Another excellent example of the old mantra “Never say never…” is my encounter with plastic surgery. In my pre-children days, I had stated many a time “I would never get plastic surgery. People who get boob jobs or lifts or tucks simply lack self confidence. The medical industry is preying on women and telling them they have to look a certain way.” Yes, I was naive, and I had no idea how dramatically pregnancy and children would alter my body.
(This is not a picture of me; it’s a greeting card Matthew bought.)
I’m tall and had always had beautifully proportioned boobs to go with my frame. They were a full 38-C set of ta-tas. But after I had two children, my girls were nowhere near what they once were. The transformation had happened slowly and it wasn’t until a year after my second child was born that I fully understood the gravity of my saggy-boob problem. I was sitting in bed one evening reading without a shirt on. The windows were open and I was a little warm. Matthew walked in, looked at me, and said, “Oh my God. You look like the droopy dog. The ones who have the extra skin that just hangs off their face.”
I looked down and my nipples were hanging out down by my belly button. Yes, my skin had stretched out that much.
The next day I called my best childhood friend Jackie. I told her what had happened. ”Can you believe my boobs are so saggy my nipples would hang down to my belly button? How is that even possible?” I asked her.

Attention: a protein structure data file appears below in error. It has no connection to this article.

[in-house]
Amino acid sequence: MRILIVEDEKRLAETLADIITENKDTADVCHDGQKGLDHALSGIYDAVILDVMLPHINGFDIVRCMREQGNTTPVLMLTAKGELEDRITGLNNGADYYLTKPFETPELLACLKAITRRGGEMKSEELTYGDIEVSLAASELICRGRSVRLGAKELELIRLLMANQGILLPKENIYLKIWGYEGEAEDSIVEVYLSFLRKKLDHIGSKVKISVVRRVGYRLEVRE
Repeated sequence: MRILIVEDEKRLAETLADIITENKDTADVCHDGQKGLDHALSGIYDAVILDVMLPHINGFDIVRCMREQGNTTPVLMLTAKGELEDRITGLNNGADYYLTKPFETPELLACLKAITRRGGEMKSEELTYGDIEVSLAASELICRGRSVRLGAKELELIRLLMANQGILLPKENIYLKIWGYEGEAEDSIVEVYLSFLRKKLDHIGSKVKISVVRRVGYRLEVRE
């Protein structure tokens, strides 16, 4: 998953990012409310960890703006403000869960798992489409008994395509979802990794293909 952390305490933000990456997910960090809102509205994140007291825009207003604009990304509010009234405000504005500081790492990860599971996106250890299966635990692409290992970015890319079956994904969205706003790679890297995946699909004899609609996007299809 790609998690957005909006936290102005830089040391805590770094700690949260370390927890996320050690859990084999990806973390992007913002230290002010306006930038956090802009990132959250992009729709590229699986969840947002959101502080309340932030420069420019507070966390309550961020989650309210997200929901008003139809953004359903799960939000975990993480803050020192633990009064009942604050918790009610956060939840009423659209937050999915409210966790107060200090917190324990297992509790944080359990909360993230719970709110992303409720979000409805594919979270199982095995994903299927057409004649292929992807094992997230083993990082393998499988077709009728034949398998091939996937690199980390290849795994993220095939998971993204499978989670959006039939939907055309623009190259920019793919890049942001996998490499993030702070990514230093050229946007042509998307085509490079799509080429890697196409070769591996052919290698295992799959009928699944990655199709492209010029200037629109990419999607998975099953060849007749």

A long pause. “Well, I never told you this, but do you remember after you had Ellie and I wanted to see your C-section scar?”
“Yeah,” I said. “I pulled up my shirt just above my scar and showed you.”
“Yeah. Um, I saw your nipple then. They were hanging way down there even then.”
“What? And you didn’t tell me?”
“I thought you knew. And I was a little embarrassed.”
Yeah, one would think that if a woman had nipples that hung down to her belly button she’d know it. (Insert hard eye roll.)
A few weeks later, I went to a plastic surgeon Matthew worked with. I was dead set on either a lift or implants. I wanted something minimally invasive. I was not insecure; I was just correcting a wrong, an injustice done to my body by Mother Nature.
“I’d recommend a lift and implants,” said Dr. Jan.
“What if I just get a lift?” I asked.
“Then you will be a B cup at most.”
* Crickets * “Why?” I asked. “I was a 38-C before. I had great boobs before.”
“You lose breast tissue when you are pregnant. This is what’s left.”
Long pause. “Ok. What if I just get implants and fill out the skin that’s there?” I asked.
“The skin of your breasts stretched out so much when you were pregnant that you would be at least a G cup.”
“Huh? How is that possible?”
And then Dr. Jan gently grabbed my breast and pulled it out from my body. It was long, and it flat. “OK. I get it. You don’t need to say anything more.”
Several months later I got the lift and the implants. I can say without a doubt they were worth every penny. I. Love. My. Boobs. When they were done I was back to my very full C-cup. Now, 10 years later, gravity has stretched them to a D-cup. But they are still fantastic.